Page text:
5. Write down everything. No thought is too small, and no idea is too “mad.” Anything can potentially add value to better care. You never know what word or phrase is going to spark the nextword or phrase, which could then lead to the next big idea. Get it all down on paper. Display it for all to see.
  6. Take mental breaks. A lot of leaders view social media as a time-waster, instead of recognising it as a mental break. It’s practically impossible to nurture creativity in a tired, burned-out brain. Encouraging mental breaks is the key to developing employees’ creative side and boosting morale.
  7. Take a trip. A social evening can relax your brain, making teams less focused on the negatives, and less likely to squash good ideas. The next time a solution is needed to a problem, organise a social event and get to work.
  8. Get physical. Go outside for a run, walk, bike ride or whatever activity suits. This will relax the mind, and afterward you can approach a problem or idea with a fresh brain. Inspiration might even strike.
  9. Play to your strengths. It’s a common misconception that creativity exists only in people with specifically “creative” roles and skills. In fact, any skill can be used creatively. Throw your ideas on to paper to categorise and dissect them and watch them develop.
  10. Get the words out. The hardest part of an innovation session, alone or in a group is getting the ball rolling. So just talk, or write. Start getting words out or down on paper, even if they’re borderline nonsensical. It’s all about getting over that initial hurdle, so the ideas can start flowing.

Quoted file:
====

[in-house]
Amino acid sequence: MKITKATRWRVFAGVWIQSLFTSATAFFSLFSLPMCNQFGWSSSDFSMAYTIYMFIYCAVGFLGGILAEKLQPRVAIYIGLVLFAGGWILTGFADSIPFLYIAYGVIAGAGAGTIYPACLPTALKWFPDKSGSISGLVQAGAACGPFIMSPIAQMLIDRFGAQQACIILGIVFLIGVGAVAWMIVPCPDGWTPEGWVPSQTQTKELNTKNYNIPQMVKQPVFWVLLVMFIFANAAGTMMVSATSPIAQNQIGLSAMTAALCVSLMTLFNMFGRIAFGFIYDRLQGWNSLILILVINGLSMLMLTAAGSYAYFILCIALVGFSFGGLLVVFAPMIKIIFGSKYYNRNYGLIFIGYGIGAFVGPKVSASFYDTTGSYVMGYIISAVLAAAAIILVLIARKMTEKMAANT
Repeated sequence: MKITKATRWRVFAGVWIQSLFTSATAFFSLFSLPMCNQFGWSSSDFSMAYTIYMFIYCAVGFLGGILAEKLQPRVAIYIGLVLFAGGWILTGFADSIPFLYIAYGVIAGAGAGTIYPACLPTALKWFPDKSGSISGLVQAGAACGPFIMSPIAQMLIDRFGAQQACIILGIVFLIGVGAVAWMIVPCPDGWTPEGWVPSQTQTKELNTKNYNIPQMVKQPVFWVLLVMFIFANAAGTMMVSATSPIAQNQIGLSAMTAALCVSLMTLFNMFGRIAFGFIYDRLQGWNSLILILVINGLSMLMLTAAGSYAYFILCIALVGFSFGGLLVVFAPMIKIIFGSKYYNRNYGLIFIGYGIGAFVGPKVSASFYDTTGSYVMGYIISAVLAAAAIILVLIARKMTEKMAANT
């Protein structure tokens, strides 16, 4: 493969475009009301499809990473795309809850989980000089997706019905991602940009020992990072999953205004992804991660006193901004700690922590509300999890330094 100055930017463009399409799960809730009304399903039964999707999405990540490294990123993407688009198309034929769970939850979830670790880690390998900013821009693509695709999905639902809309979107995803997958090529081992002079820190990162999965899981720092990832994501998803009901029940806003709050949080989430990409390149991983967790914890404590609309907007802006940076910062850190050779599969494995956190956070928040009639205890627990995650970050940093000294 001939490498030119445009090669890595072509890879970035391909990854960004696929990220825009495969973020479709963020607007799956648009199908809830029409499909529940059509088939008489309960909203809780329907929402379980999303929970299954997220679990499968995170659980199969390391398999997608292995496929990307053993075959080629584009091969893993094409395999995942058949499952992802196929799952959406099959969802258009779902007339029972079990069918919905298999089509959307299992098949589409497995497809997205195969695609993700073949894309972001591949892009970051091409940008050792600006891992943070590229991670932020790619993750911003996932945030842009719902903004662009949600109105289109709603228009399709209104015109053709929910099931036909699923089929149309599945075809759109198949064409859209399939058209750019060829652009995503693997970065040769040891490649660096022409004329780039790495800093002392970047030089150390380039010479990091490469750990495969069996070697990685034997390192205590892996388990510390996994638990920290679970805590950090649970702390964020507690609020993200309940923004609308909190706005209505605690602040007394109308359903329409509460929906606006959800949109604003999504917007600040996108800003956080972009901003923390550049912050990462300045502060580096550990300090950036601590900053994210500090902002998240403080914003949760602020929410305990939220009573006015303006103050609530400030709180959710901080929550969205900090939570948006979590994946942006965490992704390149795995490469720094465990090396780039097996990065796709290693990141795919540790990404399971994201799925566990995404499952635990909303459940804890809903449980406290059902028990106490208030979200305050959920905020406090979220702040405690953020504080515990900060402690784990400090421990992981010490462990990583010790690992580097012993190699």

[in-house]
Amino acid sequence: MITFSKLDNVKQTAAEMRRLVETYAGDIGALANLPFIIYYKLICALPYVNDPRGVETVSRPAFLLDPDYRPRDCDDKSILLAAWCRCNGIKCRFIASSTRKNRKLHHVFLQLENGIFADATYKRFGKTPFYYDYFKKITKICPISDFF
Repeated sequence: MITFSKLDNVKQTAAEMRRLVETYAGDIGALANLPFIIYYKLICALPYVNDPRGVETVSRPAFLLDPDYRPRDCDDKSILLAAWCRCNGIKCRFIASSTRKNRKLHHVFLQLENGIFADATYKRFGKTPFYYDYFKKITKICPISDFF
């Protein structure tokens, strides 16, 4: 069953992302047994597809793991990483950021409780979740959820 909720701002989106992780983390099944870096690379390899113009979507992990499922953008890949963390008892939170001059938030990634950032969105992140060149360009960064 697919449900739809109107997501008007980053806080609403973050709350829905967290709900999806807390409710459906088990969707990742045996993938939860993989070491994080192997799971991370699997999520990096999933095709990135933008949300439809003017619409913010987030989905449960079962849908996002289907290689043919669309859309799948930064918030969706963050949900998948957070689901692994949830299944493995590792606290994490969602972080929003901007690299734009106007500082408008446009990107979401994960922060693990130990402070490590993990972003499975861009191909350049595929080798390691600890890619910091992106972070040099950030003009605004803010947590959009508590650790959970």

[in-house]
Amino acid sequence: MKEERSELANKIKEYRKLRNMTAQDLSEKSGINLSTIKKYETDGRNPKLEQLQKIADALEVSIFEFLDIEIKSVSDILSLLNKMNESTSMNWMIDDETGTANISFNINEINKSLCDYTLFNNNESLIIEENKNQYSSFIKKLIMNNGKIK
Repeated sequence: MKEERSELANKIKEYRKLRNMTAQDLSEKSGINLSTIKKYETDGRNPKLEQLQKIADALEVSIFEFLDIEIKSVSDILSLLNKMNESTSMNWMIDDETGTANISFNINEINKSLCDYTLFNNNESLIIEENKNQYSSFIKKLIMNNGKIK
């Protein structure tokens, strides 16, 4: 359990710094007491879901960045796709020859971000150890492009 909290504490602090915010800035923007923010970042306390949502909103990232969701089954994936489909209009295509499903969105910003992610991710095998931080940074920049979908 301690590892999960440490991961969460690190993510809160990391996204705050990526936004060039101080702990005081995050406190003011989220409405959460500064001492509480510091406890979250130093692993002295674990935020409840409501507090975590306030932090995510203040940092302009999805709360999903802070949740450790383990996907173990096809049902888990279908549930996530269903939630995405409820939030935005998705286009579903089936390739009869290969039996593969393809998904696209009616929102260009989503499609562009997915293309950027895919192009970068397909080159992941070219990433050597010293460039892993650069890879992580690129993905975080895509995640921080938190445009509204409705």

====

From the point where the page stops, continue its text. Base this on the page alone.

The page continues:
Two examples (from many) of great care stories happening now

  • 18 Glasgow care providers (and the teams they lead) were determined to enhance the quality of daily living for those experiencing memory impairment are involved in a Technology Enabled Care (TEC) project piloting two memory enhancing apps:

The apps above can be used anywhere with WiFi access to improve memory and cognition through the gift of story and recording memories.

A year into the project the results are looking great. People using the apps and their families are reporting improved recall & concentration. As well as more shared enjoyment in family visits because of memory and story work that is shared together as an activity.

  • 11 Glasgow providers who had been working hard to find ways to improve advance care planning and end-of-life care in their services… got involved in two Scottish Care research projects with other great teams:

The results of this work led to 12 recommendations. The teams who participated are now using the data to enhance practice and staff training to co-produce anticipatory care plans with people utilising their services - taking account of their wishes around planning a good life and death.

I have given the last word to David Reilly (Operations Director, Baillieston Community Care) one of Scottish Care’s consistently top providers:

Sites to inspire your team to do more great Team Work:

The Royal College of Nursing 

The Centre for Nursing Innovation

Scottish Health Innovations Ltd - Works in partnership with NHS Scotland to protect and develop new innovations that come from healthcare professionals.

Care @ Home and Innovation

 User-Led approaches to Care @ Home:

School of Health Care Radicals:

 Sign up for your RCN innovation Newsletter here

Promoting Innovation in the workplace

Re-imagining care homes: our care home innovation centre